April 3, 2012

Remedies Bar Exam Outline for Law Students

This is a free sample law school and bar exam outline for the topic of Remedies.


A.    First evaluate the adequacy of legal remedies.
1.      Legal remedies are:
a.   Damages: money
b.      Restitution
(1)  Money
(2)  Replevin - recovery of specific personal property
(3)  Ejectment - recovery of specific real property

B.     After you have determined what legal remedies are, or may be inadequate you can move on.
1.      Equitable remedies are:
a.       Restitution
1.      Constructive Trust - court-imposed obligation on the defendant to convey specific property to the plaintiff.
2.      Equitable Lien - court-imposed security interest in specific property.
b.      Injunction
(negative or mandatory order - if contract then a specific performance decree)

(must have cause, proximate cause, sufficient certainty, and unavoidability)

A.    Damages - injury to the P arising out of the tort.
1.      Actual damages - compensatory damages that seek to put P back where he was before the tort.  Actual damages in tort look to the past.
2.      Nominal damages - a small or nominal amount of money available when no actual damages can be proved.
3.      Punitive damages - punitive damages punish and deter.  They do not compensate for actual injury suffered by the P.  Remember that there must be some proportionality between actual or nominal damages and punitive damages.  Consider:
a.       wrongfulness
b.      proportionality
c.       wealthy D pays more

B.     Restitution - benefit unjustly retained by the D.  There does not need to be an injury to P.
1.      Legal remedies:

d.      Money - Look for benefit to the D.  Sometimes called “waive the tort and sue in assumpsit.”  If conversion, typical measurement is rental value.
e.       Replevin - recovery of specific personal property.
f.       Ejectment - recovery of specific real property.
2.      Equitable remedies:
a.       Constructive Trust - obligation to convey specific property to the P.
(1)  D must have title
(2)  acquisition is traceable to wrongdoing
b.      Equitable Lien - security interest in specific property.
(1)  D must have title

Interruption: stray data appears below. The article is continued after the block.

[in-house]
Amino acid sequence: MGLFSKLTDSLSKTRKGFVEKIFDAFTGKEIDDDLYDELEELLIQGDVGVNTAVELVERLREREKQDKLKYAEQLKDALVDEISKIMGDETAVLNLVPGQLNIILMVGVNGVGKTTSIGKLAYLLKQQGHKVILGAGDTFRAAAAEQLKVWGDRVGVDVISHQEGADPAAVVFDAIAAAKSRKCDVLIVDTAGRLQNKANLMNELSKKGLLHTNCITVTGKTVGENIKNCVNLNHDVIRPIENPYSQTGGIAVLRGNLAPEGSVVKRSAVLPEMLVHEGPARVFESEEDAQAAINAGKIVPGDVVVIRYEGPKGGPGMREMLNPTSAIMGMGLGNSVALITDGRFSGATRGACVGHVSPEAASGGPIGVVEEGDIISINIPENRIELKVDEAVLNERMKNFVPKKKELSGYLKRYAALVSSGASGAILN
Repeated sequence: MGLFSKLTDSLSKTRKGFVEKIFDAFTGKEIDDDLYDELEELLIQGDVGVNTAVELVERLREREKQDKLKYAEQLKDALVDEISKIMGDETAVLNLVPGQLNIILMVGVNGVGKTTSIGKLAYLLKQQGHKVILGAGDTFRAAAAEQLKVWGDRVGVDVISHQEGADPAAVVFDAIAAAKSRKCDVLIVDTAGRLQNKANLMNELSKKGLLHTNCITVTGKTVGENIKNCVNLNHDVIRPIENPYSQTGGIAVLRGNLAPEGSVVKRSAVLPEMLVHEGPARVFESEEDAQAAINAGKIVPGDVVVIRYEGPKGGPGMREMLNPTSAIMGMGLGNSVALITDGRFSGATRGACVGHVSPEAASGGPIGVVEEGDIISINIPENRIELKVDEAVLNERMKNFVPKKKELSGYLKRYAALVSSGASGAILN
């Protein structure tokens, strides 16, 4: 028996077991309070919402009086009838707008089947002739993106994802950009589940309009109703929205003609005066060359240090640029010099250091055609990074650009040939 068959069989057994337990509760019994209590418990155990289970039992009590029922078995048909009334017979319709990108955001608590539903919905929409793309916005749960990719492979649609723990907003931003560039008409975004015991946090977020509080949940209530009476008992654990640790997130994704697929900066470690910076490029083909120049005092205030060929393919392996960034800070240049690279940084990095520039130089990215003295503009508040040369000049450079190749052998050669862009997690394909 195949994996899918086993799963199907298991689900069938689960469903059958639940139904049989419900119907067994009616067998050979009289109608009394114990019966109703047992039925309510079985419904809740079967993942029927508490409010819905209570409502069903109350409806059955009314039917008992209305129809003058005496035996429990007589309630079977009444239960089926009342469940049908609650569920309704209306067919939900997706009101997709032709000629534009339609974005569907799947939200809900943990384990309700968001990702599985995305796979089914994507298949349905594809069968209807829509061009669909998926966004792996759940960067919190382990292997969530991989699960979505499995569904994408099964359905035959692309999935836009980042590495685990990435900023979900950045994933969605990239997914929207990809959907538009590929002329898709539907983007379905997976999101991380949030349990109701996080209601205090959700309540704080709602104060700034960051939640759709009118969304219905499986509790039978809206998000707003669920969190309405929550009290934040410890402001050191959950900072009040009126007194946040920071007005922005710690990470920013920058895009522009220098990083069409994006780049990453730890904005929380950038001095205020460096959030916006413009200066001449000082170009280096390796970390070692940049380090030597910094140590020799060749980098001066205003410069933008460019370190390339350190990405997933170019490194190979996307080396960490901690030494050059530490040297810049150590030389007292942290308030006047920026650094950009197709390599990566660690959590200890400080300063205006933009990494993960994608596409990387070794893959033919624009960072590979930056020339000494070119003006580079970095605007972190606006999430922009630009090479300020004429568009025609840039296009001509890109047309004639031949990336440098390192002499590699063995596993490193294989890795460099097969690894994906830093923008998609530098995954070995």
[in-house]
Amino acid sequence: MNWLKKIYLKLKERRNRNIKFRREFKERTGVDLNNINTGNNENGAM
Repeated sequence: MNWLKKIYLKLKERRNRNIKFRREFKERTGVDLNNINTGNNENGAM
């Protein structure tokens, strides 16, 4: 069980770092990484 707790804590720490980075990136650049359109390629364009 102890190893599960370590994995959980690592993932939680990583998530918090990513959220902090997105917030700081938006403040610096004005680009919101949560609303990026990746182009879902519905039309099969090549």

(2)  acquisition traceable to wrongdoing, but enough if property improvement traceable to wrongdoing

C.     Injunction - order to the D to refrain from doing something (negative injunction) or to do something (mandatory or affirmative injunction).
1.      TRO - ex parte, 10 days, preserve status quo
2.      Preliminary Injunction - not ex parte, preserve status quo, likely success on the merits and balance hardships
3.      Permanent


A.    Damages - injury to the P arising out of a breach of K by the D.  Always have a duty to mitigate (i.e. merchants make r/b effort to resell; manufacturer make r/b effort to find substitute supplier; job loss — take other job).
1.      Expectation damages - this is the benefit P expected to get out of the K.  Expectation damages look to the future.
2.      Consequential damages - these are damages to P in addition to the lost expectation.  They must be foreseeable at the time the K was entered into.  Forseeability is if at time of contracting:
i.        They are foreseeable to a r/b person familiar with the circumstances, or
ii.      Because they are specifically
3.      Liquidated damages - these are damages specified in the K.  For a liquidated damages clause to be valid, actual damages must be difficult to calculate and the amount specified in the clause must be a reasonable approximation.  If the clause is invalid, it is called a penalty.  If the parties’ intent is clearly expressed, liquidated damages may serve as a true alternative to performance.